On Thursday, June 7, 2018, The UK’s Supreme Court will announce its decision is on whether Northern Ireland Abortion law is compatible or not.

Similar to the other parts of the UK, the 1967 Abortion Act does not extend to NI.

Currently, the law is only permitted if there is a risk of permanent and serious damage to her mental or physical health or if a woman’s life is at risk.

The challenge of bringing the law was brought by the Northern Ireland Human Rights Commission (NIHRC). Now the court will decide whether the current law breaches legislation by banning abortion in cases of rape, incest or fatal fetal abnormality.

However, anti-abortion campaigners commented that doctors cannot accurately predict death, saying that terminally-ill babies “can and do defy the odds”.If the court rules in favors of the NIHRC, then the responsibility may fall on Westminster for changing the law.

Since January 2017, Northern Ireland was being without an executive, when the governing parties ‘the Democratic Unionist Party and Sinn Féin’, split in a bitter row over flawed green energy scheme.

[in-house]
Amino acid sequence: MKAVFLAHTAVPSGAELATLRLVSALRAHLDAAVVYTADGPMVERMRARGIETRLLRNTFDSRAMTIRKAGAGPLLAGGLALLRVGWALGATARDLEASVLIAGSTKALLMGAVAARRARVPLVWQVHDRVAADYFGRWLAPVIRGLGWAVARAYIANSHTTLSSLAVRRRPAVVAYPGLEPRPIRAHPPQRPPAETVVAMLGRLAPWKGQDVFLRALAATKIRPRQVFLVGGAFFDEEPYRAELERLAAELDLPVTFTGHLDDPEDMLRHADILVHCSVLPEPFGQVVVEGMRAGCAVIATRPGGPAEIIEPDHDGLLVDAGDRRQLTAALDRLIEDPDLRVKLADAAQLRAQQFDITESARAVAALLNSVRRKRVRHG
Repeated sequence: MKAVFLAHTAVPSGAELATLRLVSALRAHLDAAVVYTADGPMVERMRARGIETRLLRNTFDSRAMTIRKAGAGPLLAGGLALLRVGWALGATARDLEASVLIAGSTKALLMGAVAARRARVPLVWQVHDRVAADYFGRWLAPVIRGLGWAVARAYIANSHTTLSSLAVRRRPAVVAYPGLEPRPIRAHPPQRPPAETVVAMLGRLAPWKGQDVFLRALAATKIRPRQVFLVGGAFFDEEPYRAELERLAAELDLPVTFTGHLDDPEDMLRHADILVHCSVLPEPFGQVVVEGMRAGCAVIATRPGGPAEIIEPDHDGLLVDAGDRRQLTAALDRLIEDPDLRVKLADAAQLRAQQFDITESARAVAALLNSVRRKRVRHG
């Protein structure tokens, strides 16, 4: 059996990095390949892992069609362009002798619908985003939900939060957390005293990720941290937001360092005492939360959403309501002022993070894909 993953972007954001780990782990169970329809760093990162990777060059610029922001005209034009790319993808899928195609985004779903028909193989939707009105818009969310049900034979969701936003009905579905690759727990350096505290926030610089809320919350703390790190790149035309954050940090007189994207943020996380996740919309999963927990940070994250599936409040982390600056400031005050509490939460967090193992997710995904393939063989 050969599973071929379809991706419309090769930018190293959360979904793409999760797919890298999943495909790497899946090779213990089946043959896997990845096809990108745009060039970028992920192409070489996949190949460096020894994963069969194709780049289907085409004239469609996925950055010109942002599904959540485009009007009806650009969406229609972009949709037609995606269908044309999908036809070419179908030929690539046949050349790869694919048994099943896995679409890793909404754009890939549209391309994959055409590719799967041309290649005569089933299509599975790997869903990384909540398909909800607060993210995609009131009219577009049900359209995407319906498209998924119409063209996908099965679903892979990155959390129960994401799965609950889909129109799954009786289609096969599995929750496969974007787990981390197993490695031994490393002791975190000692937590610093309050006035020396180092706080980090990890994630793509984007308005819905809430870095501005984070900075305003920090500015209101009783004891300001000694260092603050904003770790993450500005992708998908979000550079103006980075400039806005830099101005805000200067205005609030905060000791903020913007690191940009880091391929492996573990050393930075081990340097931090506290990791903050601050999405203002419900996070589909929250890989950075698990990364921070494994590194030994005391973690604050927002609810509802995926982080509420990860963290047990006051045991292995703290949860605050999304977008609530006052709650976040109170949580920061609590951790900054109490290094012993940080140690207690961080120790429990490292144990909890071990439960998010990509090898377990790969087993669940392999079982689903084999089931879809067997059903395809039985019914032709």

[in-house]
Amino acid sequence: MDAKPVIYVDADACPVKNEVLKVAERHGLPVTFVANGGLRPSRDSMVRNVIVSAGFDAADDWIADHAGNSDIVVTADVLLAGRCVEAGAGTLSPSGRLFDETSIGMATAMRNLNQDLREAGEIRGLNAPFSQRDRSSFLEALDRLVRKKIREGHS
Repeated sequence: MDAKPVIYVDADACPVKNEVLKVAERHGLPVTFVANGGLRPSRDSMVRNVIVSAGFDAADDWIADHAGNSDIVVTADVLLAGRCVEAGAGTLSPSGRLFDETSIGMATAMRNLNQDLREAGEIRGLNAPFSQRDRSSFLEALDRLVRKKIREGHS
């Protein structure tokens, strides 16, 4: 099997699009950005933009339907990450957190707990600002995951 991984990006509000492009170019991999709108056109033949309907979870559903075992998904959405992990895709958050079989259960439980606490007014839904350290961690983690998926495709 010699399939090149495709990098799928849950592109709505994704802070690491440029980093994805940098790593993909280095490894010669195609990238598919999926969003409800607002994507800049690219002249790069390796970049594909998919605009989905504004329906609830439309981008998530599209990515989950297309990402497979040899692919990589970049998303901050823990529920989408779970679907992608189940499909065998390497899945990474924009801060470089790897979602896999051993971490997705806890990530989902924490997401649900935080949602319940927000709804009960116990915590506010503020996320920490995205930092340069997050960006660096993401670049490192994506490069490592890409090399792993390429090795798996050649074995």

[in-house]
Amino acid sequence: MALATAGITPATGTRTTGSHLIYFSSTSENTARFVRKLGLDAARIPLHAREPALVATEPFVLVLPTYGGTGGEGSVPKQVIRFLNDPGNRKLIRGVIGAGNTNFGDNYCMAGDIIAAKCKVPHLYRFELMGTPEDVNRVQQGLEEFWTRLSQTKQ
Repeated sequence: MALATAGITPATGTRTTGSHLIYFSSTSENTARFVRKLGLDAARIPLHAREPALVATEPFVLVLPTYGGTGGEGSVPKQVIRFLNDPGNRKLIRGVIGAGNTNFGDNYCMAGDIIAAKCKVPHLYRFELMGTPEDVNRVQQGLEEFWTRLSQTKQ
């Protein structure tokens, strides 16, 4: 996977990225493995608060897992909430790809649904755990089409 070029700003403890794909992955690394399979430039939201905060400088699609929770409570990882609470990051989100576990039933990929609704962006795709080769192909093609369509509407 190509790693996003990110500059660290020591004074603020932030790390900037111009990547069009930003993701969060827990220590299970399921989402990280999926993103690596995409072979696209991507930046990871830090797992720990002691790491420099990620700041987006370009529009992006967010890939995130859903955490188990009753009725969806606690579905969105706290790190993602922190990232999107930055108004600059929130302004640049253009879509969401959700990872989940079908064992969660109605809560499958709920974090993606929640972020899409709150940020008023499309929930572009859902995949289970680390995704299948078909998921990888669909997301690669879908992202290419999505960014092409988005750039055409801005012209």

Jeremy Corbyn, Opposition Labor leader, warned DUP leader Arlene Foster relating that, in the absence of a functioning assembly, “clearly the UK parliament has a responsibility to adhere to human rights standards”.

The Prime Minister, Theresa May said that Northern Ireland’s assembly should deal with the current situation, but a ruling against its laws could lead to a “declaration of incompatibility” with UK legislation.

Mrs. May’s spokesman said, “We recognize there are strongly held views on all sides of the debate in Northern Ireland and that’s why our focus is on restoring that democratically accountable devolved government”, she also added, “We consider this to be a devolved matter.”

the Republic of Ireland, on May, voted for reforming County Abortion more strictly to be followed.  The referendum reignited a debate about Northern Ireland’s law, with some calling for reform while others, including the biggest party, the DUP, remain opposed to changing the law.

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